The dictatorship of Alfredo Stroessner (1954–89) is infamous for its longevity and brutality. Seeking to understand how Stroessner remained in power for such a long period of time, Kirk Tyvela's important new work puts into perspective how not only Stroessner consolidated his power locally by limiting dissent within his own political party (the Colorados) but also, more importantly for Tyvela, his regime was able to maintain stability and control by securing economic aid in the form of grants and loans from a compliant US government spanning seven presidential administrations with often-contrasting foreign policy approaches.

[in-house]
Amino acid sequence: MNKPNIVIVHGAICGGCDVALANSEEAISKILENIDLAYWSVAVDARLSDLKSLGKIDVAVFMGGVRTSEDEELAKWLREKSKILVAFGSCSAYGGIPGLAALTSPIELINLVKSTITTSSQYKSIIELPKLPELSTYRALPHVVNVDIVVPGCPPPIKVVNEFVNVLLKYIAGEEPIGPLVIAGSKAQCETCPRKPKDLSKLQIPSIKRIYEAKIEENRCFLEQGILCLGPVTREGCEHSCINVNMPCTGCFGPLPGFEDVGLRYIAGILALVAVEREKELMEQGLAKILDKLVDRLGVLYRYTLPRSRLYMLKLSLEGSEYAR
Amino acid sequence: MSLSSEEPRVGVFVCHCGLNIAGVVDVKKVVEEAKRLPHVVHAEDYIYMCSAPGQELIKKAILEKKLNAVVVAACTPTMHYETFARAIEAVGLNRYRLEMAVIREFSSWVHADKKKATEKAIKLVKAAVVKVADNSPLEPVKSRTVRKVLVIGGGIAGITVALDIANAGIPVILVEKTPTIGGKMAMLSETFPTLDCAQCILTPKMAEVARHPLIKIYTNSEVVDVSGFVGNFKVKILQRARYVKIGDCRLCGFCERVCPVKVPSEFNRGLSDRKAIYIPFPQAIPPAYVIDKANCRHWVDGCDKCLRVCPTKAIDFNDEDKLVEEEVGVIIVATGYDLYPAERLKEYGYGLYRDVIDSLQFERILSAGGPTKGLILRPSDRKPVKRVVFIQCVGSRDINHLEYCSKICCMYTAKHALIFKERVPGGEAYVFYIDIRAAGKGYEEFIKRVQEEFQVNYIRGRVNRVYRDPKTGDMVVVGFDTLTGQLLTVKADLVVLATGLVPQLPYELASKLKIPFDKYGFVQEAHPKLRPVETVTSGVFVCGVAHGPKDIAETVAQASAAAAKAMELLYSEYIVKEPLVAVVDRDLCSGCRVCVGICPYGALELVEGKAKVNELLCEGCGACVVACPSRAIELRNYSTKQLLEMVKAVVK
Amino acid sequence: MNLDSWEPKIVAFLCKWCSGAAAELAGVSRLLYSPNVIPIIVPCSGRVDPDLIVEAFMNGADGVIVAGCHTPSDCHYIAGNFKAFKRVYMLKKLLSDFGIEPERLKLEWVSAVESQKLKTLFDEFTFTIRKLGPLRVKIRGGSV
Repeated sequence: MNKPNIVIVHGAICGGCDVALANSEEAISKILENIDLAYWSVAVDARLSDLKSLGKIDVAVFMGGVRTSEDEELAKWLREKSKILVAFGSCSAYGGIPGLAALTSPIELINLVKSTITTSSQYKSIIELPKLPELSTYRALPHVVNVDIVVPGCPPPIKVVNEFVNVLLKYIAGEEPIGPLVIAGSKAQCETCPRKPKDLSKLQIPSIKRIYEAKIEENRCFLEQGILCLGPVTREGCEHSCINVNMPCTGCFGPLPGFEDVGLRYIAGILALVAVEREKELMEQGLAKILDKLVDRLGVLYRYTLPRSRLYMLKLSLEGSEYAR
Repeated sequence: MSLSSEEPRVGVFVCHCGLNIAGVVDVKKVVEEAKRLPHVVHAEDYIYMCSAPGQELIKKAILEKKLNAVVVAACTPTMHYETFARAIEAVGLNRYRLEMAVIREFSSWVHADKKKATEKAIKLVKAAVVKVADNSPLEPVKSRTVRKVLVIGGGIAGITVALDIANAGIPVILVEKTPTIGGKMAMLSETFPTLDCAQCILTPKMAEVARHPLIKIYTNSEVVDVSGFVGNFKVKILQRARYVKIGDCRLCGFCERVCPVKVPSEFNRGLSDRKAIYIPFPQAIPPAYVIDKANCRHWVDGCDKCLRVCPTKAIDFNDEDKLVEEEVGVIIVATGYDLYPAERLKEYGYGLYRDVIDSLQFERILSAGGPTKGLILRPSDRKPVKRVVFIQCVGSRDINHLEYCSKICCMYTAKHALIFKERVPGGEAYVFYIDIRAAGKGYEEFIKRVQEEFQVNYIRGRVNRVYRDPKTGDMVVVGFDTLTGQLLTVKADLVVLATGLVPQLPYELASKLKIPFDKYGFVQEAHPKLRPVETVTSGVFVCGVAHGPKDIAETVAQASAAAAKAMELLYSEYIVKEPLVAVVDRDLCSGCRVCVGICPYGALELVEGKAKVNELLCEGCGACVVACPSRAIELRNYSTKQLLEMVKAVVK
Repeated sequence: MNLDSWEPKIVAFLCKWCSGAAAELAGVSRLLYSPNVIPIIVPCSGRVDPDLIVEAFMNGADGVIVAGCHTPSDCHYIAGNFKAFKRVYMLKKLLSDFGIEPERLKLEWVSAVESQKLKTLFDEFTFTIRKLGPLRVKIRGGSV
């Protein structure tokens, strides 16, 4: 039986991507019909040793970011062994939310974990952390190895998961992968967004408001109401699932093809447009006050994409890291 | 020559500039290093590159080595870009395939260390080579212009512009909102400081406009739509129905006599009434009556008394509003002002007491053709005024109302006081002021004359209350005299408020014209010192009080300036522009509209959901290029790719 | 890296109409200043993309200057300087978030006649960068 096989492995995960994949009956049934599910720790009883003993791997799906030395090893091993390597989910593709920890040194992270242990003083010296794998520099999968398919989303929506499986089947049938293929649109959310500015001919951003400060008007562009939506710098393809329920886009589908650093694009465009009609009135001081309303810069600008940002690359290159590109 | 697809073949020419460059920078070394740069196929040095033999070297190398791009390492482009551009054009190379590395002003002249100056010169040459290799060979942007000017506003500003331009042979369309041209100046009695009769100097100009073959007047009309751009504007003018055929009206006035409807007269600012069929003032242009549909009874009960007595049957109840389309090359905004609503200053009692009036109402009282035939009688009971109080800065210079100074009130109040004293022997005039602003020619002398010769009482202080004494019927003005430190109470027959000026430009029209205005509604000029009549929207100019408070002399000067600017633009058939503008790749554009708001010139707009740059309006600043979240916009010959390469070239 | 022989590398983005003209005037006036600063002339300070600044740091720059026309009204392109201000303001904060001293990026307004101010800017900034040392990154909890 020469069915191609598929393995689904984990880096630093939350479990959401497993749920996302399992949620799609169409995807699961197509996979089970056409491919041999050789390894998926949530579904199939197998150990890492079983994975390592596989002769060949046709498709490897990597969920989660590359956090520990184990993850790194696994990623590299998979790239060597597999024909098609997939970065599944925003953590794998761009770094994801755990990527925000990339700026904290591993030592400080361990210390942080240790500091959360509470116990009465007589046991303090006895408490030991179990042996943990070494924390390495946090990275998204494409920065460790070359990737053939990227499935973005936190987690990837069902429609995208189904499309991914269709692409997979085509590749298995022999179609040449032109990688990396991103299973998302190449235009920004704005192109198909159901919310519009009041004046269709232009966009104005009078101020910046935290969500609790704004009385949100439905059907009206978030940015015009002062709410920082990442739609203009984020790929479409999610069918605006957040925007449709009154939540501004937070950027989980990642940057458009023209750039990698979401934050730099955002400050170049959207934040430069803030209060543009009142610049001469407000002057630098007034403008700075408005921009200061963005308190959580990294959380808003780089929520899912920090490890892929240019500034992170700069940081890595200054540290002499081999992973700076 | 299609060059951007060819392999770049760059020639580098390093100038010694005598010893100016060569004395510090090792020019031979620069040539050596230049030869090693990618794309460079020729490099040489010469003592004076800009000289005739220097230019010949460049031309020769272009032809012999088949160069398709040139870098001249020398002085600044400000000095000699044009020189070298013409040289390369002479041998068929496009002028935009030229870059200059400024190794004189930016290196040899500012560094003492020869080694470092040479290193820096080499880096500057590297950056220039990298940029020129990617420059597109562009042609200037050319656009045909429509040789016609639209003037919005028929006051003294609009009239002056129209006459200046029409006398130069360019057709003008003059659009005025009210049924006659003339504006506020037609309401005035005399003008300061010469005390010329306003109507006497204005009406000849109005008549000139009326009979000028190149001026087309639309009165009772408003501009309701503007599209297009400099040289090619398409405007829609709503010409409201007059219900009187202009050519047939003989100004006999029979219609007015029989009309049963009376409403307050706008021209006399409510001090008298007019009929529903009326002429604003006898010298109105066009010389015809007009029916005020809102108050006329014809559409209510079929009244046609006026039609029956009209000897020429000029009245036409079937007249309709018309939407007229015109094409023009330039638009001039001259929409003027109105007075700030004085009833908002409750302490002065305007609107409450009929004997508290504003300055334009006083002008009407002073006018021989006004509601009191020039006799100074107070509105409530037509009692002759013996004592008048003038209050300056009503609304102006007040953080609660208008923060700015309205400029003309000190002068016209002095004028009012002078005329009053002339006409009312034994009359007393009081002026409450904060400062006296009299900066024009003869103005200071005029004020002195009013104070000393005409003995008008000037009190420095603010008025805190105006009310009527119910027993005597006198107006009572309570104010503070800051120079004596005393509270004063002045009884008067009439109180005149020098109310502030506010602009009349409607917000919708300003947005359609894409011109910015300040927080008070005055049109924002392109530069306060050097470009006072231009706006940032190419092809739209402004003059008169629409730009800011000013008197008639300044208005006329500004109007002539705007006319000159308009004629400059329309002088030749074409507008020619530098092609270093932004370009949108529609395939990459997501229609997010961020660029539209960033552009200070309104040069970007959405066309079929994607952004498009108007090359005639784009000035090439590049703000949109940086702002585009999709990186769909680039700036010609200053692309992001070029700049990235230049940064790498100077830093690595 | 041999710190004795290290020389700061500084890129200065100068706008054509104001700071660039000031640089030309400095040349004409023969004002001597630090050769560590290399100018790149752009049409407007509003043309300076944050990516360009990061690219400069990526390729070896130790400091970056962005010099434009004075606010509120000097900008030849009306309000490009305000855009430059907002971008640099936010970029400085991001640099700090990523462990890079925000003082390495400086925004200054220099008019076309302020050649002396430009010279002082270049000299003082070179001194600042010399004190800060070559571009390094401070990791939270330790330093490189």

According to Tyvela, Stroessner announced to US officials that his government was staunchly anticommunist and steadfastly democratic. This pleased administrations from Dwight Eisenhower to Gerald Ford that were willing to turn a blind eye to human rights abuses and a lack of democratic norms in return for security...

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